The scope of application development has increased considerably over the past couple of years. As the application environment has become more complex and challenging, the result is a more threat-prone environment where security is the key factor in the successful implementation of an application.
Applications can have security vulnerabilities that may have been introduced intentionally or unintentionally by developers. This is why software and hardware controls are required, although they may not necessarily prevent problems arising out of poor programming. As an integral part of the software development process, security is an ongoing process that involves people and practices that collectively ensure the confidentiality, integrity, and reliability of an application.
Let us look at the software development security standards and how we can ensure the development of secure software.
What Systems Development Controls Do I Need to Know for the CISSP exam?
Systems development is a series of steps for creating, modifying, or maintaining an organization’s information system. System development can be used in different ways such as:
- A process or a set of formal activities used for developing a new or modifying an existing information system.
- A document specifying a systems development process, known as the systems development standards manual.
- A life cycle showing the evolution and maintenance of information systems from start till the implementation and its continual usage.
In the context of the third possibility mentioned above, systems development is also referred to as systems development life cycle or software development life cycle (SDLC). From a security perspective, software developers who develop the code for an application need to adopt a wide array of secure coding techniques. At every level of the web application such as user interface, logic, controller, database code, etc., security has to be an integral part. However, most developers do not learn secure coding practices and the frameworks they use often lack critical core controls that are not secure by default. Failing to cater to the software development security checklist, developers often lose in the game of security when developing software applications.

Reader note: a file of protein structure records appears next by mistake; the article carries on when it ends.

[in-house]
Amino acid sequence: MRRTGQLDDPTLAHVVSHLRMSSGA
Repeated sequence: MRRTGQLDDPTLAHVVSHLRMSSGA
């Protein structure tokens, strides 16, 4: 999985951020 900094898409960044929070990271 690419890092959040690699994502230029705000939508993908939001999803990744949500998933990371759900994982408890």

OWASP Top Ten Proactive Controls 2016 gives a list of techniques that must be included for software development security. This software development security checklist enlists the controls in order of priority, starting from the most important control.
- Verify for security early and often.
- Parameterize queries.
- Encode data.
- Validate all inputs.
- Implement identity and authentication controls.
- Implement appropriate access controls.
- Protect data.
- Implement logging and intrusion detection.
- Leverage security frameworks and libraries.
- Error and exception handling.
High-Level Overview (SDLC, Models, PERT, Software Testing)
In the past, organizations were mainly focused on creating, releasing, and maintaining functional software. But now, as security concerns and associated business risks have increased, they are paying more attention to the integration of security right into the software development process.
The Software Development Life Cycle (SDLC) and the CISSP
This is a framework that defines the process of building a software program or application from its prototype to the end product. In general, SDLC can be broken down into the following phases:
- Planning and requirement gathering – business requirements are gathered.
- Architecture and Design – system and software design is prepared according to the requirements gathered in the first phase.
- Test Planning – a test strategy is determined to decide what to test and how to test.
- Coding and Implementation – coding is done by dividing system design into work modules.
- Testing and Deployment – the developed product is tested against the actual requirements to check that it serves the purpose.
- Release and Maintenance – the final product is released and time to time maintenance is done to fix issues that arise.
Software Development Life Cycle Models Covered on the CISSP
Let us look at six basic SDLC models and how they work.